It’s a maxim in the NBA that your typical 8 seed gets into the playoffs by taking care of business against bad teams and then winning just enough against other teams in their neighborhood to get a little separation when the wins are counted after 82 games.
And sure, because it’s a long season, there will be some surprising wins in there, beating Houston or Golden State on the road, and there will be some cringeworthy losses, dropping a game to a tanking team at home, but for the most part, you get to that 42-win range (East) or 48-win range (West) by beating teams worse than you, losing to teams better than you, and splitting the difference with teams on your level.
The “Ideal Scenario”
Let’s take, in a perfect vacuum, a hypothetical fringe playoff team in the Western Conference in a typical year.
They get 30 games against the East, 2 each against all 15 teams.
You can expect them to win, say, 20 of these—the 8th-best team in the West is often good enough to be the 5 seed in the East, so they beat the 6 through 15 teams and lose to the actual 1 through 5 teams. (We’re leaving home/road splits out of this just to keep it simple, but in aggregate it ultimately balances out as they beat “better teams” at home and lose to “worse teams” on the road.)
They’re at the exact median in the West, so they win 26 games against 7 better teams and lose 26 teams against 7 worse ones. Again, perfect vacuum.
So your ideal Western Conference team makes the playoffs by going 46-36 in our hypothetical example, and indeed, last year the cut line was 47-35 (Denver, at 46-36, fell just short.)
Meanwhile, the East is weirder because it’s such a dumpster fire from 10 on down most years, the six worst East teams as bad or worse than just the 14 and 15 seed in the West and rarely anyone else.
So our 8 seed East team goes 26-26 against their own conference, would probably be ninth or tenth in the West, and as such goes (let’s split the difference on that 9/10 conversation) three games under .500 against the West, finishes 39-43 overall, and leads to a bunch of think pieces about the NBA getting rid of conference-based seeding as that team like the ’18 Nuggets (or even the Clippers, who went 42-40 in 2017-18) gets seen as being wrongfully kept out of the playoffs.
That’s our baseline. That’s our absolutely perfect-world scenario where teams never suffer upsets and where injuries and home/road weirdness and season-long streaks never conspire to throw monkey wrenches into the data. It’s basically a world governed by something like FiveThirtyEight’s ELO rankings or Vegas point spreads.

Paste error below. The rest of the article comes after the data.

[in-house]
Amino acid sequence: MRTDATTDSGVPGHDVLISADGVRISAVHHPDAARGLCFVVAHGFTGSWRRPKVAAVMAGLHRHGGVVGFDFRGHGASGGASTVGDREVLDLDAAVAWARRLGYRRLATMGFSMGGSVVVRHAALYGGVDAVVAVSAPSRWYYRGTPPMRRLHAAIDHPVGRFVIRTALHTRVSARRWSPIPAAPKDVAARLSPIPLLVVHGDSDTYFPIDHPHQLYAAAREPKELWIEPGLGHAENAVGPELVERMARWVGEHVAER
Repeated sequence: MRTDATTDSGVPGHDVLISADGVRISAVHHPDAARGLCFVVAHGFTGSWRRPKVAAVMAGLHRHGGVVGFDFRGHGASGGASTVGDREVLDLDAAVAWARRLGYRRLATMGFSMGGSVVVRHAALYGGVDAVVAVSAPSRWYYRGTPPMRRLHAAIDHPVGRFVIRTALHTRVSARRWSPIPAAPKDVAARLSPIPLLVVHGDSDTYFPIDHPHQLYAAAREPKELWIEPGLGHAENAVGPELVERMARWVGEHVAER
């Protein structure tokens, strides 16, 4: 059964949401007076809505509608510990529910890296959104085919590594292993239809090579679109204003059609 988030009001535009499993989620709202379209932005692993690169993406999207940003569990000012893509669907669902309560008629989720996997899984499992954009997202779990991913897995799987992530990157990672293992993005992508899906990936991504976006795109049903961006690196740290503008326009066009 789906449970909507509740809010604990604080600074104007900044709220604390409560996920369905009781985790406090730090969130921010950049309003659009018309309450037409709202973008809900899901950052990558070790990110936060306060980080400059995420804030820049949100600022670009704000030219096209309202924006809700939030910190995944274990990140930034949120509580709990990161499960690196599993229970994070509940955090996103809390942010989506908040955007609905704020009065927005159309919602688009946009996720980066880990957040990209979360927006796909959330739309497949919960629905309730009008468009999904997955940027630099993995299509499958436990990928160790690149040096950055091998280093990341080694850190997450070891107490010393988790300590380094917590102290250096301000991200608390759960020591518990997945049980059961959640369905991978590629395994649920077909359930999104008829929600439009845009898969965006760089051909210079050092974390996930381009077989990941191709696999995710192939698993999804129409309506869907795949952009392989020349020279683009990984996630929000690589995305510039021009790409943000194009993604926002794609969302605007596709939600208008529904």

The Real World
Let’s build a little sample out of the 2017 season to run some numbers with what will amount to a 492-game overall sample. We’ll take the 7, 8, and 9 seeds in the East and West that year and see how they did against teams they “should beat” and “should beat them.”
We’ll sort these by Better, Same, and Worse and see what we come up with:
Pacers: Better 13-18 (.419), Same 1-3 (.250), Worse 28-19 (.596)
Bulls: Better 19-22 (.463), Same 3-2 (.600), Worse 19-17 (.528)
Heat: Better 20-21 (.488), Same 1-4 (.200), Worse 20-16 (.556)
Grizzlies: Better 14-18 (.438), Same 1-1 (.500), Worse 28-20 (.583)
Blazers: Better 14-25 (,359), Same 3-1 (.750), Worse 24-15 (.615)
Nuggets: Better: 17-30 (.362), Same 0-0 (-), Worse 23-12 (.657)
Better 97-134 (.420)
Same 9-11 (.450)
Worse 142-99 (.589)
Right here, we can see two interesting points. One, this data is incredibly noisy. Two, just because you beat up on worse teams doesn’t mean you get carte blanche to lose out against the best teams—part of the reason the Nuggets missed the 2017 playoffs was because they couldn’t buy a win against any of the top-tier squads.
But a third point—teams tend to do better against teams worse than them—at least holds across a bigger sample. Fringe playoff teams (the six teams in our sample were a combined 248-244) lose to top-tier teams and beat lottery teams.
Oddly, the team that did the best against good teams—Miami, and if you’ll recall, 2016-17 was that weird season they started 11-30 and finished 30-11 in the first and second half of the season—didn’t make the playoffs. And three teams with pretty big splits—the Pacers, Grizzlies, and Blazers—all did.
All of this is fairly obvious, of course, And while it’s just one season—and one where there was relative parity between East and West fringe playoff teams, where both conferences’ 7-9 seeds went a combined 84-82—the broad pattern, where teams in the middle of the pack have about a 20 percent deviation off their overall won/lost record against better/worse teams, suggests a conclusion where while there’s a huge spread between the best team and the worst team that establishes itself with a 50-game spread or more in 82 games, the NBA’s middle class has enough parity that tuning into a game between teams close in record, especially if the slightly worse one is at home, will all but guarantee, on average, plenty of competitive basketball.
But it also tells fans something.
Namely, if you root for a fringe playoff team, no one game is likely to be the end of the world. If your team is truly a playoff squad, they will over the course of a season get some big wins and take some bad losses. You can’t lose too many against the good teams or you’ll be left like the Nuggets were for two straight years, not good enough against good teams to make up for being great against bad teams.
Nor can you give away too many “easy ones”—the 2017 Bulls didn’t clinch until the last day of the season even though they went .488 against teams better than they were, because they took too many losses in winnable games.
But on the whole, it’s probably best to take it one day at a time.